RIDING THE RHODES



Pete Jolly: Leaves + Springs
From Seasons (A&M, 1970)

Leroy Vinnegar: Twila
From Glass of Water (Legend, 1973)

One of these days, I’m going to get around to writing a whole set of posts celebrating the electric piano. I actually wrote, along with Eothen Alapatt, a long feature about the history of the Rhodes and its maker back in 2000 but it no longer is available online and I’m trying to find a new home for it. Until that day…

The funny thing is…I always assumed Pete Jolly’s Seasons was a Rhodes album but as it turns out, he’s actually using a Wurlitzer, the main competitor of the Rhodes amongst jazz players. Ok, no big deal, either way, the electric piano sound just marinates this entire album in warm, liquid keys. “Leaves” beautifully expresses how lovely a tone you can achieve, especially with all the reverb thrown on. Makes me sad this song is less than two minutes long. I wouldn’t have minded some longer noodling (and I typically am not a big fan of noodling).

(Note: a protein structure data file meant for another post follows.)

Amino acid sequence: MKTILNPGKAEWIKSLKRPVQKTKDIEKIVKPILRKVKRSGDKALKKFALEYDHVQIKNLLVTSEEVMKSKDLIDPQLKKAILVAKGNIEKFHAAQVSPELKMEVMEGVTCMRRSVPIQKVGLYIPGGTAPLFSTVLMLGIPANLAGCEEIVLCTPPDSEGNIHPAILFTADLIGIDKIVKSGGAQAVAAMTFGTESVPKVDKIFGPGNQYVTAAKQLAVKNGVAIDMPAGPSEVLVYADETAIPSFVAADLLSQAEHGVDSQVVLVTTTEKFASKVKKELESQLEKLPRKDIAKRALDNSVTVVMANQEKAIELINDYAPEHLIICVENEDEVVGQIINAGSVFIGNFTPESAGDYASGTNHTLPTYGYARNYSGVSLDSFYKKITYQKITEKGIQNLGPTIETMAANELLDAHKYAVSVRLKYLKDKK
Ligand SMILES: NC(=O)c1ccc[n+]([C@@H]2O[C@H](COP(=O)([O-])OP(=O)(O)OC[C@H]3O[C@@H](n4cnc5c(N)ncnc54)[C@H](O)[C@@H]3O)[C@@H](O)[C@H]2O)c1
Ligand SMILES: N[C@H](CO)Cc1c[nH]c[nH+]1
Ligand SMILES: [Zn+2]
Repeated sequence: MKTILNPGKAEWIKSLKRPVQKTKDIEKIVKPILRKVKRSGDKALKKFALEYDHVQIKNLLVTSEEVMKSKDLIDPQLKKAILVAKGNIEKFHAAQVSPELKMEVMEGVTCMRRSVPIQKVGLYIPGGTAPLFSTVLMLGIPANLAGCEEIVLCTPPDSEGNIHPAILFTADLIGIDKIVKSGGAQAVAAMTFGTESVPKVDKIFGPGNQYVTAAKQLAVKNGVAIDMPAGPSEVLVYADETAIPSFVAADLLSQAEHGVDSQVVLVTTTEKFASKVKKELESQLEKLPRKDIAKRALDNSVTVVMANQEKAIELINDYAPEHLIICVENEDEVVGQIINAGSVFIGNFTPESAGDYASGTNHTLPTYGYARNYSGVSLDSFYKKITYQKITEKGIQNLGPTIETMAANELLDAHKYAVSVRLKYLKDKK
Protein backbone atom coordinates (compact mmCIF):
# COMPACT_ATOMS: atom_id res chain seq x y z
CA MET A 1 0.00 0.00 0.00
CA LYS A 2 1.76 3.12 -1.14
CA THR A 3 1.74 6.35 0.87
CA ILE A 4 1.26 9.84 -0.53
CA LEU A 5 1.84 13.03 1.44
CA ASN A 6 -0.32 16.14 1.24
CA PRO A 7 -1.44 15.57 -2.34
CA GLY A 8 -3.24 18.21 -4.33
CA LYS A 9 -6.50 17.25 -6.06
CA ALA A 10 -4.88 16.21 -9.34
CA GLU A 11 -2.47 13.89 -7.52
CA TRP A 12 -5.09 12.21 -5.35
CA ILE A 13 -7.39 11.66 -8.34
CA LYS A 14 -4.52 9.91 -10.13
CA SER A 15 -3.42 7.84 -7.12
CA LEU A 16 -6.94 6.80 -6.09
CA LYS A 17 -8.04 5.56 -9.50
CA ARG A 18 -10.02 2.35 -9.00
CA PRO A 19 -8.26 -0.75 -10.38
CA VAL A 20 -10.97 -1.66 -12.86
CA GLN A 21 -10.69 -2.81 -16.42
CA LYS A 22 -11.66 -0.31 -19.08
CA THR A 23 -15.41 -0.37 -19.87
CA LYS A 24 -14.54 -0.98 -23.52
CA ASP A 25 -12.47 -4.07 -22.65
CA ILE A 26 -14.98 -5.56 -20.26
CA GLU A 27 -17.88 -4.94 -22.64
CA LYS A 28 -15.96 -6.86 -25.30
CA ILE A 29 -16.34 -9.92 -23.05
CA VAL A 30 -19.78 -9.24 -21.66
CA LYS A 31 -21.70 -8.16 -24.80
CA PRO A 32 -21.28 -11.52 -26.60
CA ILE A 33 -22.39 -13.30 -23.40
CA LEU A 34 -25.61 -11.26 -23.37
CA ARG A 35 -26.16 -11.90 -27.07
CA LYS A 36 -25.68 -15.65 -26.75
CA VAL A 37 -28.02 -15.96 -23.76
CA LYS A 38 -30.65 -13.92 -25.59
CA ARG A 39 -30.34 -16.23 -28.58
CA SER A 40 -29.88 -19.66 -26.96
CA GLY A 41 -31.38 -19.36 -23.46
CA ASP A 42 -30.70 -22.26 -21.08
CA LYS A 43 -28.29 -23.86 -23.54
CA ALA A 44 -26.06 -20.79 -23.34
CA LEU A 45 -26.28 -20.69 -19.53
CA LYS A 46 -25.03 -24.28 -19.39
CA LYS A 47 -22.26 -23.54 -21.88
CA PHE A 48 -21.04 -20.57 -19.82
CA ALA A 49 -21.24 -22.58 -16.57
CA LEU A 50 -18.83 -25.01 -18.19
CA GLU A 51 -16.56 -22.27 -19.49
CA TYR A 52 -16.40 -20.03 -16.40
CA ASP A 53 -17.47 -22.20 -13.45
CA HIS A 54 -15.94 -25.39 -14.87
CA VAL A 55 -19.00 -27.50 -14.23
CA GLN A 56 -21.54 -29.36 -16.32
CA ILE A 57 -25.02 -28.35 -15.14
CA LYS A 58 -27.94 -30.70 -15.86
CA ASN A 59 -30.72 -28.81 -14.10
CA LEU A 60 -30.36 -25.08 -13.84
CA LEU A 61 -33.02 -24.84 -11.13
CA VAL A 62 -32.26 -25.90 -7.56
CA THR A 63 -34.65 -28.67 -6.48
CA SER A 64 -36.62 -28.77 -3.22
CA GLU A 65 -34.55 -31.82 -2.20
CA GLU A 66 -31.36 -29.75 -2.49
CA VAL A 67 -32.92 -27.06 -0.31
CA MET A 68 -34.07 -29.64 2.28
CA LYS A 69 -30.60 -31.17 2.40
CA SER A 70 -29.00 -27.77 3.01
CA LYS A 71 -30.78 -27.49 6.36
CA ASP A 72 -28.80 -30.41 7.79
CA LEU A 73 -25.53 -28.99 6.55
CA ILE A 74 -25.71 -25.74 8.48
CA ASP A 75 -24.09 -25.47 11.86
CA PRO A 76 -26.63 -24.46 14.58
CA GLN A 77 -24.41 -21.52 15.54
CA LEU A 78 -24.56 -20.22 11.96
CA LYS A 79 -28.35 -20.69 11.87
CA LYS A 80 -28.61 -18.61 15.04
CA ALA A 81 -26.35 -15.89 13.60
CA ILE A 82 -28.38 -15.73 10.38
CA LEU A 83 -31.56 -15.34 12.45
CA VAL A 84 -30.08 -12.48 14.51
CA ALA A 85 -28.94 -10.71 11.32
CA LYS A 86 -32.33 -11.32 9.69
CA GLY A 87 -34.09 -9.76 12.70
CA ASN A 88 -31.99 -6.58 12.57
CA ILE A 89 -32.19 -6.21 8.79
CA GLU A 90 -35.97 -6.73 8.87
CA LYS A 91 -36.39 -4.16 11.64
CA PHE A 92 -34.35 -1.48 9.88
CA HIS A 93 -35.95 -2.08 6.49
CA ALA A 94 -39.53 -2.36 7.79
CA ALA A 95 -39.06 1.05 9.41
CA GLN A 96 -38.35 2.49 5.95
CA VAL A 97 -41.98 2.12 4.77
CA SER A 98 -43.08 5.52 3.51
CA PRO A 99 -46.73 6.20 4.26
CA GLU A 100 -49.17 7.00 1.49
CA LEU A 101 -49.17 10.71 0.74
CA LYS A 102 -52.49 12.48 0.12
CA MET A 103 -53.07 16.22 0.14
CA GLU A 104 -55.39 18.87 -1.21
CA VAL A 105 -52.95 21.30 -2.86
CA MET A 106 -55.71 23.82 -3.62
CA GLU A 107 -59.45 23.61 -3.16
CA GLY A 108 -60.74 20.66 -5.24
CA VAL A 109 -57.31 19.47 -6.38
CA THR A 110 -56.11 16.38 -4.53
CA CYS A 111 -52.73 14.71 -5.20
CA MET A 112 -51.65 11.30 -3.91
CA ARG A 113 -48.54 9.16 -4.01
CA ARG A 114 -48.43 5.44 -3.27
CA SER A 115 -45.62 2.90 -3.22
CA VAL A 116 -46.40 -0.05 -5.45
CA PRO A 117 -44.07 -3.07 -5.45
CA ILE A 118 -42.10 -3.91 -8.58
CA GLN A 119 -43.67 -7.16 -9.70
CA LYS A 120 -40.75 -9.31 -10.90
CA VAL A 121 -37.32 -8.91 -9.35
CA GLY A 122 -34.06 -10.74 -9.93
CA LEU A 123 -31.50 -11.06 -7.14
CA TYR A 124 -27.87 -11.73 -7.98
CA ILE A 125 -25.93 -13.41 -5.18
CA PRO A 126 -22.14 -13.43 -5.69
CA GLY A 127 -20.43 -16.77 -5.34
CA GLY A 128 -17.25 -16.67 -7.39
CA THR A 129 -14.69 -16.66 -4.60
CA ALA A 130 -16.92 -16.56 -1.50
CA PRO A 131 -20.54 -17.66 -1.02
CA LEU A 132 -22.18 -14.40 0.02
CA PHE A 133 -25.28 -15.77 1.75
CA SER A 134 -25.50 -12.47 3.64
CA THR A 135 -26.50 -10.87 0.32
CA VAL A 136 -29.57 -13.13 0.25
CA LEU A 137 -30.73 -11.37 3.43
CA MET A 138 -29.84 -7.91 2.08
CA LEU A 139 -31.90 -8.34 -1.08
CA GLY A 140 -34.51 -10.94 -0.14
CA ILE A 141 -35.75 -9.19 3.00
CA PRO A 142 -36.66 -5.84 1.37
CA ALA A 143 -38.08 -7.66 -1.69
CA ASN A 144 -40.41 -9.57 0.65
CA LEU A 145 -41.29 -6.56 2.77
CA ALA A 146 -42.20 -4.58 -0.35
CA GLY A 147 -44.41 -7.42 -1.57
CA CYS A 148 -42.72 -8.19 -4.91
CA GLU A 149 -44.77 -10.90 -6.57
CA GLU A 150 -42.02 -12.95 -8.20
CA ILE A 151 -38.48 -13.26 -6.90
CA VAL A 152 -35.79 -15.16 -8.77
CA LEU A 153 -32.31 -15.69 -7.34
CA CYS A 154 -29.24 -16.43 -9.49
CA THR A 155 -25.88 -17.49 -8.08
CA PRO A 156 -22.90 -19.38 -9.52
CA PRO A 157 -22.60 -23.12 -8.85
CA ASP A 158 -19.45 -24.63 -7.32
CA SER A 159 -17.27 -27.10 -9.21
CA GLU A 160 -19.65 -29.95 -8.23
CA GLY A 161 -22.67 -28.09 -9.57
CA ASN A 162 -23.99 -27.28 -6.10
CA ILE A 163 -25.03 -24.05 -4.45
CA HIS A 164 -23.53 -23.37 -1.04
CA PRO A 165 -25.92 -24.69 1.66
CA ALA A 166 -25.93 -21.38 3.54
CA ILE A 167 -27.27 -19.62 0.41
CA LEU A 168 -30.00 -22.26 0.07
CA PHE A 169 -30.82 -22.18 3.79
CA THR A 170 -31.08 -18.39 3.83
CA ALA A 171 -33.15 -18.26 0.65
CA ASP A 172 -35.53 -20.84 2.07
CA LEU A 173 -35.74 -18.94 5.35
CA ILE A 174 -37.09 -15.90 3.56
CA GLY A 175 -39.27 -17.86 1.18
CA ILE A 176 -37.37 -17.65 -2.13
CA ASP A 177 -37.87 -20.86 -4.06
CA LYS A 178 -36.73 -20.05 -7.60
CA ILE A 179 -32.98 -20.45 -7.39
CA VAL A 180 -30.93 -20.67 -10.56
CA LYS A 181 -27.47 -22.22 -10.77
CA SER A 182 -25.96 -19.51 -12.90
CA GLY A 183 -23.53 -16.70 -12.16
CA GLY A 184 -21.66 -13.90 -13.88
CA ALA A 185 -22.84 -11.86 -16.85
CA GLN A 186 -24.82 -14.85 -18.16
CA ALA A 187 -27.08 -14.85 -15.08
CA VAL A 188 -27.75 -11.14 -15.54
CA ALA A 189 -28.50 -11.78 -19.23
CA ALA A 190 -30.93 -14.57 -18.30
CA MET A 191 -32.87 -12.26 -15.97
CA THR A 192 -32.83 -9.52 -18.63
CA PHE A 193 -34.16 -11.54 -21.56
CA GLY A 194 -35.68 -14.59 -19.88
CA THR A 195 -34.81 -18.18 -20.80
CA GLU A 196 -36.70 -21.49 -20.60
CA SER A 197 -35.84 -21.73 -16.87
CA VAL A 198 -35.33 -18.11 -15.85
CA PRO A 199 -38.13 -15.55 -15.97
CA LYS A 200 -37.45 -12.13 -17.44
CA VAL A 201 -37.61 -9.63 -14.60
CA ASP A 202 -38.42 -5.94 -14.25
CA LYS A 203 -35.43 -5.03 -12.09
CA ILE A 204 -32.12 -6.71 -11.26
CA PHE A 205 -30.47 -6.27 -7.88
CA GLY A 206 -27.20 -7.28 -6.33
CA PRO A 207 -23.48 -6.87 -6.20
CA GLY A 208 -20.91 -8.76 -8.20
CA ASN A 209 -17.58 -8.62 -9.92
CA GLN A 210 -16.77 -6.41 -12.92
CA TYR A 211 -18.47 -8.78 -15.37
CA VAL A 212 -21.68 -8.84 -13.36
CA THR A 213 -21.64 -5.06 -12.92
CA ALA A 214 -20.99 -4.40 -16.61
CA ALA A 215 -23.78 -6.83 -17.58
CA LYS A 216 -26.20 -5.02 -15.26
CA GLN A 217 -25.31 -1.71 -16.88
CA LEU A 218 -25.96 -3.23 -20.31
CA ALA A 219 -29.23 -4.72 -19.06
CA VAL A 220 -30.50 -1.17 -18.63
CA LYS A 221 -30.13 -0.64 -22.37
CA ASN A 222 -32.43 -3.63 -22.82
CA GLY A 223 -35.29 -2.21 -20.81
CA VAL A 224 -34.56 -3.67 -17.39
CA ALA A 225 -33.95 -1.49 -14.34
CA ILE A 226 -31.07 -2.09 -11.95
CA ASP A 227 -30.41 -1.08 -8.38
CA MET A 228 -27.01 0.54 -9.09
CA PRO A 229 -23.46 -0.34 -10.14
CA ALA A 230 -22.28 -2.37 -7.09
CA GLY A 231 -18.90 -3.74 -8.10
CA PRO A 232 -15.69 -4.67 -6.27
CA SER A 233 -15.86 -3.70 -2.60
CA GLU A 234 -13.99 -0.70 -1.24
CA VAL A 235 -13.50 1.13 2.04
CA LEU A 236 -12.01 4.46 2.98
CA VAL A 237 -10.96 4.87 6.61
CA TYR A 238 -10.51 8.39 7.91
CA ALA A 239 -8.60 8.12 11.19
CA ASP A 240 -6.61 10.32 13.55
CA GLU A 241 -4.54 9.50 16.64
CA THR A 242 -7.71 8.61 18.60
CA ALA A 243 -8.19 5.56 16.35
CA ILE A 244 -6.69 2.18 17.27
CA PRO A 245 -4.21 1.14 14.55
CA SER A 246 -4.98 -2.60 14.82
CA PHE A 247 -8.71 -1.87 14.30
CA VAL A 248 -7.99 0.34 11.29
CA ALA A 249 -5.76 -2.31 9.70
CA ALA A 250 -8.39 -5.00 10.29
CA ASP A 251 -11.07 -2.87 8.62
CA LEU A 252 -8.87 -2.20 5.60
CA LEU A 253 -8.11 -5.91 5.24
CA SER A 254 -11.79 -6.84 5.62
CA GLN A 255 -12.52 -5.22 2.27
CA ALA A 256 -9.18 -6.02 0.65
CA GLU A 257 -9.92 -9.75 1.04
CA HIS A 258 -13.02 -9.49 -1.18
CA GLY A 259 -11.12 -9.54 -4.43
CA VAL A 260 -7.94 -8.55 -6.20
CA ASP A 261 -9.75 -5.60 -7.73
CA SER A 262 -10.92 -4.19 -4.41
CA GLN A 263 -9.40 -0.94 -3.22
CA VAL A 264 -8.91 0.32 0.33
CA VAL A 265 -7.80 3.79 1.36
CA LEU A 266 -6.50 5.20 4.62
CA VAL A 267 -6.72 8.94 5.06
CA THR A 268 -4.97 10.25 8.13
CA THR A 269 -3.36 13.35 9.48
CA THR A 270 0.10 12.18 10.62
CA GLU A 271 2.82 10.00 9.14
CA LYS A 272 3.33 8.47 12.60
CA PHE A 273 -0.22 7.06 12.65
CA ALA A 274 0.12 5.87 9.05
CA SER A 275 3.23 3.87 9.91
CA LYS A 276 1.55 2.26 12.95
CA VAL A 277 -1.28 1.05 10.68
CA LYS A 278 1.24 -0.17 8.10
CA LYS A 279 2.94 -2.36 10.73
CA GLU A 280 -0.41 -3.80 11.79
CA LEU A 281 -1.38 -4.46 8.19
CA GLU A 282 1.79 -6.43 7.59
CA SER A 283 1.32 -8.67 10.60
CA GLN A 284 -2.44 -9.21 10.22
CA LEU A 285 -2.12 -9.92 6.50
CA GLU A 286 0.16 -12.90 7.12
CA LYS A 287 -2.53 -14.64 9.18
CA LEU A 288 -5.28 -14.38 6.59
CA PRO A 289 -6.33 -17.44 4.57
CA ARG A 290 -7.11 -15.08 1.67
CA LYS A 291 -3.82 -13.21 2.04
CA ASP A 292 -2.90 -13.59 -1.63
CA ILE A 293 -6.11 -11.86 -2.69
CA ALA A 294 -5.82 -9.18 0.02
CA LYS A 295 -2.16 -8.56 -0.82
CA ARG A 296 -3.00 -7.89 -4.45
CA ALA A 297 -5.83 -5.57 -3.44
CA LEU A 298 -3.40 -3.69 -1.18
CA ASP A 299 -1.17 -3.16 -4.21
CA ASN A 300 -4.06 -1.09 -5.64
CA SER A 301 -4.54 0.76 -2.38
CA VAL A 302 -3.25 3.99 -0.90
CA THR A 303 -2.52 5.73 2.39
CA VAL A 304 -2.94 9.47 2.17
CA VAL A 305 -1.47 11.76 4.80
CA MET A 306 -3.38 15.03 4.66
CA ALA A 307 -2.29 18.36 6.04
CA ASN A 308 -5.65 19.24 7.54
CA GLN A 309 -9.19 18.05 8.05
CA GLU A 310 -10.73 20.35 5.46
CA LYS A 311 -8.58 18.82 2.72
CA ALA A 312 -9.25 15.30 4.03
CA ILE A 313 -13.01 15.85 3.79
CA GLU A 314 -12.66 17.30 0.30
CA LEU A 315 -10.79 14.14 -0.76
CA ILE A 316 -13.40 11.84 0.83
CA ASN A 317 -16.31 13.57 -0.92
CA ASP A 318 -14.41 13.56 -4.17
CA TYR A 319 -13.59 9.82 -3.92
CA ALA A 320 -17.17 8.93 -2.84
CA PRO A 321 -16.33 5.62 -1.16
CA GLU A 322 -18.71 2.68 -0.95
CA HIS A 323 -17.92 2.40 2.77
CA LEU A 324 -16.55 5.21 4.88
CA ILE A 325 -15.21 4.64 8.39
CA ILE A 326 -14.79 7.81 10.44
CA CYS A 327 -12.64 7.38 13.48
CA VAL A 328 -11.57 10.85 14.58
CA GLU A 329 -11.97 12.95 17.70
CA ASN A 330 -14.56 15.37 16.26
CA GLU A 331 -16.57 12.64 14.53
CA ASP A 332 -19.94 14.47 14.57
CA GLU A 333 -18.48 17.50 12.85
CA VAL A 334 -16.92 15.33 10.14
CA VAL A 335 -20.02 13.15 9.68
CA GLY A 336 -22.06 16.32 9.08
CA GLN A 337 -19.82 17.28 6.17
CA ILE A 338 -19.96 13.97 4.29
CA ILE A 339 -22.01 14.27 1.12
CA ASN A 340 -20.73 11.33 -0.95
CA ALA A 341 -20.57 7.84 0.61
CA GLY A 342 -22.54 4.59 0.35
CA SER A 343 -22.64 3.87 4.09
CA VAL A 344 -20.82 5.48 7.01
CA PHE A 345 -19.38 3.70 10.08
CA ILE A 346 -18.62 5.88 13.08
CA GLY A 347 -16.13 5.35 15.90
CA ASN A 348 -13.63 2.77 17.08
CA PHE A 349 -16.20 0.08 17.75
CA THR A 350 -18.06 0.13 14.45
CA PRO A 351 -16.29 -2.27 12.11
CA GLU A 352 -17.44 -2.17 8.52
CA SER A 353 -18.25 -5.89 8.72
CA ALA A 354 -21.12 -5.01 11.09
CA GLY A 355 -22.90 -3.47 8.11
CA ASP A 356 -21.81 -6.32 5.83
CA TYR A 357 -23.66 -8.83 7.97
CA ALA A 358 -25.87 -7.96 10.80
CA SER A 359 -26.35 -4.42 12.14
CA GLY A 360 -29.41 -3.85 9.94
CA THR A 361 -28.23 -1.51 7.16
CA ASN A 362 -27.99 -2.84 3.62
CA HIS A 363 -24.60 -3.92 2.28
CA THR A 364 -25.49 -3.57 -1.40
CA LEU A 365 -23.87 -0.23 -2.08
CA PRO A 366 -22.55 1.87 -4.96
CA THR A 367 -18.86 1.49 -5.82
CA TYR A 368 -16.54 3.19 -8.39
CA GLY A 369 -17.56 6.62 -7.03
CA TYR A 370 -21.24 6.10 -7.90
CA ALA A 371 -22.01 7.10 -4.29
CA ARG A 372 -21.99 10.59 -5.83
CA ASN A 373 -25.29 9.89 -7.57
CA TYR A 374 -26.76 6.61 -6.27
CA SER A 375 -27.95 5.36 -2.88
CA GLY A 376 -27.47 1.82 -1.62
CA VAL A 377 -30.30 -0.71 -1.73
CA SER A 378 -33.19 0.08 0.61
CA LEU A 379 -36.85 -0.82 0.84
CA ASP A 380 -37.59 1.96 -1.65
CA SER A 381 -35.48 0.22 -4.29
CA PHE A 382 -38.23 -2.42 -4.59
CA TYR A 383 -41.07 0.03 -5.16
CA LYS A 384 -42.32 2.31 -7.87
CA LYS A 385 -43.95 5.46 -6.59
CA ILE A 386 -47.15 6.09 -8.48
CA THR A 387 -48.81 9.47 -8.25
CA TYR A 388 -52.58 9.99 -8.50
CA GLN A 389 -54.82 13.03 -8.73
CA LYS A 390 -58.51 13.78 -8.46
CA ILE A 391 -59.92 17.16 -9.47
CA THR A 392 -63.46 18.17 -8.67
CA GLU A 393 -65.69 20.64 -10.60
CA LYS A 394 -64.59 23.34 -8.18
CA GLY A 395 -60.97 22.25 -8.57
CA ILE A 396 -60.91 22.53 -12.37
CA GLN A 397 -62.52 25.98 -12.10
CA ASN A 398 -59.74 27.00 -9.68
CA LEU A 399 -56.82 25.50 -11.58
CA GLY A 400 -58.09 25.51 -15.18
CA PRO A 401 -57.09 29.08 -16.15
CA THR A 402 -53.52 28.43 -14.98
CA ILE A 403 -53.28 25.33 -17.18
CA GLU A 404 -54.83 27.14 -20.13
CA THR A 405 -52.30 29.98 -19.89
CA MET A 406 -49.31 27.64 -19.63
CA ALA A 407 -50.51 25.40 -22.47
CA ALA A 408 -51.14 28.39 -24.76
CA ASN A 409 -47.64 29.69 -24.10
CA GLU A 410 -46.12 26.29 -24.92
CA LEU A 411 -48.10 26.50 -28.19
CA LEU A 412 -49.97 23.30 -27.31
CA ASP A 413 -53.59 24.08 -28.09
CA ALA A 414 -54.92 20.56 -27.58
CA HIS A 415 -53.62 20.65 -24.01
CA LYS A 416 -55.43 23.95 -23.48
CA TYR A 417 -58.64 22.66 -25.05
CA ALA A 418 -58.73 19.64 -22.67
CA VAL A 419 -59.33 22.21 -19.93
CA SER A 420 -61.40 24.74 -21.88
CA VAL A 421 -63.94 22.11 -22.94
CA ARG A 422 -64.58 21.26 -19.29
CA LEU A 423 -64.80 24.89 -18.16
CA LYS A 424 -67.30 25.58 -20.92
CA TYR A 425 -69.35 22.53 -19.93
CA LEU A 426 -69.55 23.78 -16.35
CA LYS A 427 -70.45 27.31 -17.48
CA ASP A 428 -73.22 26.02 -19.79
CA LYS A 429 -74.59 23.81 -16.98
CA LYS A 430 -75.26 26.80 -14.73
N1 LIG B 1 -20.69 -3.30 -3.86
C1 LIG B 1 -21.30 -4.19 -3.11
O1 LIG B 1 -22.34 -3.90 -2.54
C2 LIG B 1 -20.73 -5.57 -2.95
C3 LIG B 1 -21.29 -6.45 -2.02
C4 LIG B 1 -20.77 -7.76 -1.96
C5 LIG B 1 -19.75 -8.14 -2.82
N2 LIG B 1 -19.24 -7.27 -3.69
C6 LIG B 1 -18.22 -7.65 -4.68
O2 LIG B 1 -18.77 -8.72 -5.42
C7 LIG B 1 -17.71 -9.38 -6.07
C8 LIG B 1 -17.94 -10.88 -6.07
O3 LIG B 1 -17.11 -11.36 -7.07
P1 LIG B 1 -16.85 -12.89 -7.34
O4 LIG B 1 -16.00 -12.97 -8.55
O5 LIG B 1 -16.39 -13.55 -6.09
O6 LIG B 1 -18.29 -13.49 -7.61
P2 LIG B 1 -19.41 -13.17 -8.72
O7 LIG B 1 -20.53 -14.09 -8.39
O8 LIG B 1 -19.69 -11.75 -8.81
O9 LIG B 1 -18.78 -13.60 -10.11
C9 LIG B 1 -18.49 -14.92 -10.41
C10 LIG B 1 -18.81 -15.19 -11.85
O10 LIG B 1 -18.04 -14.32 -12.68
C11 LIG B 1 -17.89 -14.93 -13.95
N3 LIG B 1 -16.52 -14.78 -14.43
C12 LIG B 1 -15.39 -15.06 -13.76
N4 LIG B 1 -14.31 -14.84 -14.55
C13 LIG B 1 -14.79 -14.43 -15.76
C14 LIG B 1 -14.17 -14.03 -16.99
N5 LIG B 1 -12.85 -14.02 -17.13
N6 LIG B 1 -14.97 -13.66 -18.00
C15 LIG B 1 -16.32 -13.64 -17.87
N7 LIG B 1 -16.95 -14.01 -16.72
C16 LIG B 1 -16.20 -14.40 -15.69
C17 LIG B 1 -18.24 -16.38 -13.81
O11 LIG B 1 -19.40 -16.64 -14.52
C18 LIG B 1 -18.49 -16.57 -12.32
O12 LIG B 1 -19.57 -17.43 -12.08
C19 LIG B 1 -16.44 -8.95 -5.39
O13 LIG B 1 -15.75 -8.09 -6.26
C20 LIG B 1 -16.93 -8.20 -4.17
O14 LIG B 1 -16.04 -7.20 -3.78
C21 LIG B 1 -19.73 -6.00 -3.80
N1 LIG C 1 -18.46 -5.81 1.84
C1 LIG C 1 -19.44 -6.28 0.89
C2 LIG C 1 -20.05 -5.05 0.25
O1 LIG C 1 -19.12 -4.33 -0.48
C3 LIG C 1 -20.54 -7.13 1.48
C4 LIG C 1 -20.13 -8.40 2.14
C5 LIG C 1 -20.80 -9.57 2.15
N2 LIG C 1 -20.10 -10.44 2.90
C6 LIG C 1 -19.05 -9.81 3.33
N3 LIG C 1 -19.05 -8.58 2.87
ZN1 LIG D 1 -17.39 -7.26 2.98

“Springs” isn’t as abstract, bringing aboard a solid rhythm section lead by Chuck Berghofer on bass whose presence is just as prominent as Jolly’s. Ugly Duckling fans will likely recognize this cut too and I can see what drew Young Einstein’s interest in terms of the striking piano melodies (again with that reverb) and Berghofer’s bassline twine.

By the way, Seasons is another one of the Dusty Groove’s new series of reissues and there’s at least one more (their reissue of La Clave’s self-titled LP) that I want to talk about. Good stuff, all around.

In any case, with the Leroy Vinnegar, I’m almost positive this is, in fact, Rhodes (the two pianos have similar but not identical sounds), with Dwight Dickerson manning the keys. Glass of Water boasts a gorgeous set of jazz tunes, including a few funkier/soulful numbers though “Twila” (which begins the LP) is a personal favorite. Very “Sunday afternoon listening” if you know what I mean.

Whenever I do get to my Rhodes Week, I’ll have some other electric piano goodies to pull out the woodwork, including songs by Shelton Kilby, Romano Mussolini and, of course, the great, late Weldon Irvine.

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